Norio Ogata and Takanori Miura
Aim: COVID-19 caused by a new coronavirus, SARS-CoV-2, has become an ongoing worldwide pandemic. A safe and potent virucidal disinfection system is urgently needed to protect the population from the virus. Chlorine Dioxide (ClO2) is a powerful disinfectant that is known to inactivate both viruses and bacteria. The aim of this study was to investigate whether chlorine dioxide inhibits the binding of the receptor-binding domain of the Spike protein (S protein) from variant coronavirus (British and South African variants) to human receptor, Angiotensin-Converting Enzyme 2 (ACE2).
Materials and Methods: In vitro experiments to determine binding of the purified receptor-binding domain of spike protein to ACE2 were performed in the presence of various concentrations of chlorine dioxide. Purified spike proteins from the British and South African variants were used. Spike protein coated onto a microtiter plate was treated with chlorine dioxide aqueous solution or chlorine dioxide spray solution.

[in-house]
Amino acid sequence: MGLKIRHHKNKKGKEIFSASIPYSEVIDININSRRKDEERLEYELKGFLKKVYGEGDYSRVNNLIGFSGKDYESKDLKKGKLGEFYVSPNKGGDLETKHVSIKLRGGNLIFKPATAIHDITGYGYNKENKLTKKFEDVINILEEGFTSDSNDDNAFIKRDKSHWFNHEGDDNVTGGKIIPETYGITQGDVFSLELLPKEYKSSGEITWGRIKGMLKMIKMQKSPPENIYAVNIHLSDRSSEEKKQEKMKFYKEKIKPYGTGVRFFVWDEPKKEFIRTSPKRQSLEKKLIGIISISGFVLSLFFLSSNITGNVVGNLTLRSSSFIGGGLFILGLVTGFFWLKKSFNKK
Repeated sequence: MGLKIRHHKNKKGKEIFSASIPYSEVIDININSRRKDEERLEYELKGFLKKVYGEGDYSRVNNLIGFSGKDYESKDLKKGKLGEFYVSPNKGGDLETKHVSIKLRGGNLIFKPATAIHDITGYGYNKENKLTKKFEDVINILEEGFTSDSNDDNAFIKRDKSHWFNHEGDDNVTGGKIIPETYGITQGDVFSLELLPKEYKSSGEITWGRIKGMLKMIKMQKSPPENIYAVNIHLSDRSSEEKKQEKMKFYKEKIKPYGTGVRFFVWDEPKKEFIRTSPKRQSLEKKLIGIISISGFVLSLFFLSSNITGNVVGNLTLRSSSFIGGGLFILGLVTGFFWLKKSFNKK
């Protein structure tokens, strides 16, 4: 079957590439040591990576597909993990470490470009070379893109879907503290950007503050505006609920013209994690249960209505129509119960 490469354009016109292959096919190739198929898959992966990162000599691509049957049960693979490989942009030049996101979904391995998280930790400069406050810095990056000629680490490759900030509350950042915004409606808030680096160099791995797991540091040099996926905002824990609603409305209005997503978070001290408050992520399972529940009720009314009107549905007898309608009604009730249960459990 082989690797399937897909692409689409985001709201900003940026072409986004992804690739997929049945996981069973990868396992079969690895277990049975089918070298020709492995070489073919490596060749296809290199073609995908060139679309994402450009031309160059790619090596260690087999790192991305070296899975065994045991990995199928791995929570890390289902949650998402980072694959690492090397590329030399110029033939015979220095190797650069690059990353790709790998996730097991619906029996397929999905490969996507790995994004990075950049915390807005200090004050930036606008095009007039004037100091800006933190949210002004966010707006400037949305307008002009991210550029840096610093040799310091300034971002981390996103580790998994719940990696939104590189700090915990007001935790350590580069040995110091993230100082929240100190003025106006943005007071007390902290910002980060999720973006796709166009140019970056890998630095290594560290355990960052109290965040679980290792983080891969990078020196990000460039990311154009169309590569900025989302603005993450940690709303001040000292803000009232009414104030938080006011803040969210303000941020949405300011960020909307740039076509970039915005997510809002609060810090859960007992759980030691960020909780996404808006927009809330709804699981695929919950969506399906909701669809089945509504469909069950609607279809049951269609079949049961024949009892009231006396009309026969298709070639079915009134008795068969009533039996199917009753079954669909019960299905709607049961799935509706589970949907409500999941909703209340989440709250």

Result: Binding of variant spike proteins was inhibited in a concentration-dependent manner (50% Inhibitory Concentration (IC50) of 7.6 μmol/L and 5.8 μmol/L for the British and the South African variants, respectively).
Conclusion: These findings show that chlorine dioxide aqueous solution can inactivate the binding of the variant spike proteins to the human ACE2 receptor protein, indicating that this strategy may be useful in blocking the transmission of variant SARS-CoV-2 viruses.
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